Find out more about protection of the Kimberley, the West Australia Outback, the Southwest marine regions, and the Great Western Woodlands.
Western Australia’s Kimberley region is an area of spectacular natural beauty harboring unique landscapes and wildlife, along with one of the world’s last unspoilt coastlines. Scientific studies have shown it is one of the most pristine marine areas on Earth. It is also home to an Aboriginal culture that is tens of thousands of years old.
Stretching across an area nearly twice the size of Victoria, the Kimberley is comparable in size, health and uniqueness to the Great Barrier Reef and the Amazon rainforest. British naturalist David Attenborough described the area’s Horizontal Falls as “one of the greatest natural wonders of the world.”
Other standout features:
With few existing protections, the Kimberley is at risk. Increasing pressure to open a new mining frontier along with the impacts of fires, invasive weeds and feral animals threaten to tip the balance. Unless action is taken, these pressures will continue to intensify and lead to irreversible and widespread environmental degradation, with both social and economic costs.
Pew is working with government, conservation, fishing, tourism and Indigenous groups to secure long-term protection for the Kimberley’s unique marine life and its rugged natural landscapes through the creation of the Great Kimberley Marine Park and adjacent protected areas on land.
We are also working with the Kimberley Land Council and Traditional Owners to secure an increase in the number of rangers and Indigenous Protected Areas. The Indigenous Ranger and protected area program is a great success story that is recognised around the world.
Pew supports the Western Australian Government’s commitment to protect the region through the Kimberley Science and Conservation Strategy, which includes establishing a Great Kimberley Marine Park over more than 500 km of coast as well as new national parks and nature reserves. We strongly supported the Western Australian Premier’s announcement in 2015 that 175,000 hectares of the stunning and biodiverse Mitchell Plateau would be permanently protected from mining.
We are working with conservation organisations to create comprehensive conservation and development plans for the Kimberley region.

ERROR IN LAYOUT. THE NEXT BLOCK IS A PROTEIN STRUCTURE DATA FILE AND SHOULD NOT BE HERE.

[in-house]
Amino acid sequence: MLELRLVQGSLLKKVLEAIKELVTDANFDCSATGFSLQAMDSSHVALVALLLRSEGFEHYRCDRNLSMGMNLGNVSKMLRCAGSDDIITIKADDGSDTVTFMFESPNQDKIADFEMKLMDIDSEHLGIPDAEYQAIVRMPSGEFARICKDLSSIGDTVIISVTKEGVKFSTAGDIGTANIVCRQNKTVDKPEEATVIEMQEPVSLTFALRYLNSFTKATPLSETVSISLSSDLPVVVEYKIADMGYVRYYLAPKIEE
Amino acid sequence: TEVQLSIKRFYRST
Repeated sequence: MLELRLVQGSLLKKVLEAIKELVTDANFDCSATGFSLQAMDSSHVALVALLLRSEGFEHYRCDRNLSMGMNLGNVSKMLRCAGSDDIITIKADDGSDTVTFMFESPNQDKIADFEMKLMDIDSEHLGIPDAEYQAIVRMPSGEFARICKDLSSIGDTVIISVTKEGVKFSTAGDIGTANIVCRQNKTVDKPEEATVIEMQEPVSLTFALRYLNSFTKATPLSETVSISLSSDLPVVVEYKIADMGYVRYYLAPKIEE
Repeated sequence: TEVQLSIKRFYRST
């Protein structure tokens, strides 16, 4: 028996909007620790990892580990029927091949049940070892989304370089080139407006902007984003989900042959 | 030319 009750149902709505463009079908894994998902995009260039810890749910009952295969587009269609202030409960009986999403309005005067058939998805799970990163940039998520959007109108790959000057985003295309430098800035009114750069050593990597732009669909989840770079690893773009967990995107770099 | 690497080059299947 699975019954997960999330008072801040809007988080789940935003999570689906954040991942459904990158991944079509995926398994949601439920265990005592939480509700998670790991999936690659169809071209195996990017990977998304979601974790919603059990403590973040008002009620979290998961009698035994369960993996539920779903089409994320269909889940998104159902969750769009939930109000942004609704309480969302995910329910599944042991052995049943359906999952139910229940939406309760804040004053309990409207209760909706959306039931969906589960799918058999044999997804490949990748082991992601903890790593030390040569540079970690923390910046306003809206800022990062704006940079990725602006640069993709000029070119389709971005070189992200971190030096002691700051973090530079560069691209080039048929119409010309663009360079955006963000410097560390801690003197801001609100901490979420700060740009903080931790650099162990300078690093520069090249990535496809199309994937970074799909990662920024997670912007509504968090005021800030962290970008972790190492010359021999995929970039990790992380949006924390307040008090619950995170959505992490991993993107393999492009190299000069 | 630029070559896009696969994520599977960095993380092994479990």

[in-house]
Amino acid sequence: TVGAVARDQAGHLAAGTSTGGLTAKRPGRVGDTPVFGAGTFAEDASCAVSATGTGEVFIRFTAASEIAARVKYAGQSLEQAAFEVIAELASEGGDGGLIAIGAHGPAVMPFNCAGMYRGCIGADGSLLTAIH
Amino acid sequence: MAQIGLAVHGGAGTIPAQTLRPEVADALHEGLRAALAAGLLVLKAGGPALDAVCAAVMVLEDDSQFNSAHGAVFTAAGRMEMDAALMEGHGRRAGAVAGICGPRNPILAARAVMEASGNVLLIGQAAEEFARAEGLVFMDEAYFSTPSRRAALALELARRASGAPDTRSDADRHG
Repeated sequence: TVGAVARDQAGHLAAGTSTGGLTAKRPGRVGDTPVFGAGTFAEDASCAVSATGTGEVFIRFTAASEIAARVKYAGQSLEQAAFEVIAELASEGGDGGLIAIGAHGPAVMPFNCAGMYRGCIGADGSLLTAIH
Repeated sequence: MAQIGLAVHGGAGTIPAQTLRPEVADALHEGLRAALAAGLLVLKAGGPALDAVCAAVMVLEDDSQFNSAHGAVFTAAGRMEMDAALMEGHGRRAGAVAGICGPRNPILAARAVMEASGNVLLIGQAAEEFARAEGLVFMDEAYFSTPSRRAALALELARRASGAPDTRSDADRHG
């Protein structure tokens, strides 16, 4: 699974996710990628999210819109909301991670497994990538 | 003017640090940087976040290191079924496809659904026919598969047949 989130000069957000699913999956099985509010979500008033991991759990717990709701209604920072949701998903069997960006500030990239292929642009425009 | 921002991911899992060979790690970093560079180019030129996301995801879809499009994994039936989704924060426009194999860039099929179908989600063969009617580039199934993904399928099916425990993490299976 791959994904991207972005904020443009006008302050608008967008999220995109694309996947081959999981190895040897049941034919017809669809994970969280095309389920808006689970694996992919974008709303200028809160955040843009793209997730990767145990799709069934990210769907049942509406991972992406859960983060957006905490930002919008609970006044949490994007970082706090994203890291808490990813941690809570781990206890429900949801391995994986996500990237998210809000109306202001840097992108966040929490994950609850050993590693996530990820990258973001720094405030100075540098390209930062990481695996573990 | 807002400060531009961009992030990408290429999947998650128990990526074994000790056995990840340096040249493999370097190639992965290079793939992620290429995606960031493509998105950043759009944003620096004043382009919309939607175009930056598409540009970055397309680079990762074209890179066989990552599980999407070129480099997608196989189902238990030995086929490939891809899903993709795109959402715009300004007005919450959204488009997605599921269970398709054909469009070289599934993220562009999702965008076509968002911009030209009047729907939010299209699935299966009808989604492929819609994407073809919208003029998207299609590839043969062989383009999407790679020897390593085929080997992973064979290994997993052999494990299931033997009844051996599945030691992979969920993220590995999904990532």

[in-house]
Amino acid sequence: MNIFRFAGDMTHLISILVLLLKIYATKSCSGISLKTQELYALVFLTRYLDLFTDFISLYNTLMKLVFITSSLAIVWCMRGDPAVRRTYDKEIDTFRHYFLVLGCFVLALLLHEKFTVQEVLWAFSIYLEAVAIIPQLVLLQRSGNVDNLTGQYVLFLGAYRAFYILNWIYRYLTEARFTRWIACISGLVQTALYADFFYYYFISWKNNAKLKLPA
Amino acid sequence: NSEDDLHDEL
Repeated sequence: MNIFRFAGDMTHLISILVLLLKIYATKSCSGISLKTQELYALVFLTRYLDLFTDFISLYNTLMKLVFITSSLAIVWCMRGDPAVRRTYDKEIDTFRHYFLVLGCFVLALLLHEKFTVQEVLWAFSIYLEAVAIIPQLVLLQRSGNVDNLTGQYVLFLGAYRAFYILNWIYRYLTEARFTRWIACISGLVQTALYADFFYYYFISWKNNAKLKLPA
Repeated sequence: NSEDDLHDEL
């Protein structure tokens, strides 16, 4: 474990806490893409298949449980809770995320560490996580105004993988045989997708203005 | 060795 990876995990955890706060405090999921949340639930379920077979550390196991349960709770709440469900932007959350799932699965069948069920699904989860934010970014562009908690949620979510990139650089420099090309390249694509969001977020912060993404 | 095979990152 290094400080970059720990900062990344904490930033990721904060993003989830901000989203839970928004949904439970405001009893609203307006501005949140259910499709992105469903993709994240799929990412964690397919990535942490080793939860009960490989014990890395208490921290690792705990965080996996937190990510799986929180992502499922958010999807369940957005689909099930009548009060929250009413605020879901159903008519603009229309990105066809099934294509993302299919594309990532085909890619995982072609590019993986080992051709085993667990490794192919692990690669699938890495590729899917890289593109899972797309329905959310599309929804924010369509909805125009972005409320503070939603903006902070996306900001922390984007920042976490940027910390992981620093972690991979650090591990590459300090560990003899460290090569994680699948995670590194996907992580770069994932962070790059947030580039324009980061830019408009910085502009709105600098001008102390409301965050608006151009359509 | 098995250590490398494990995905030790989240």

Through our Like Nowhere Else effort, we collaborate with leading international and Australian conservation organisations for the long-term protection of the Kimberley's land and marine environments. Read our five-point plan to protect the Kimberley.
Learn more about the wonder of the Kimberley, as well as some of the challenges it faces:
Covering almost half of Western Australia, the Outback is among a handful of intact natural regions remaining on the planet. Outback WA is a vast, interconnected landscape that stretches from the tropical savanna of the Kimberley through the Pilbara, Gascoyne, Goldfields and Great Western Woodlands, the largest remaining temperate woodland in the world.
The animal and plant life of Outback WA is extraordinarily diverse. Across the landscape thrives a rich tapestry of native species, often in challenging conditions. An astonishing variety of birds—550 species—has been documented here, including honeyeaters, thornbills, whistlebirds and majestic Carnaby’s black cockatoos. Endangered animals such as the northern quoll inhabit the rocky gorges of the Kimberley, and lizards are prolific in the harsh conditions of the desert regions. Throughout the Outback, spectacular wildflowers bloom from July to November.
The history of Outback WA is characterised by the spirit and determination of its people, who have played a central role in shaping the state’s economy and culture and the way in which Western Australians define themselves. Outback WA is the birthplace of the state’s gold rush, which began in the late 1890s, as well as a rich Indigenous cultural heritage. Today’s pastoral and agricultural industries were founded by the hard work of early European settlers who were living in some of the world’s most remote areas.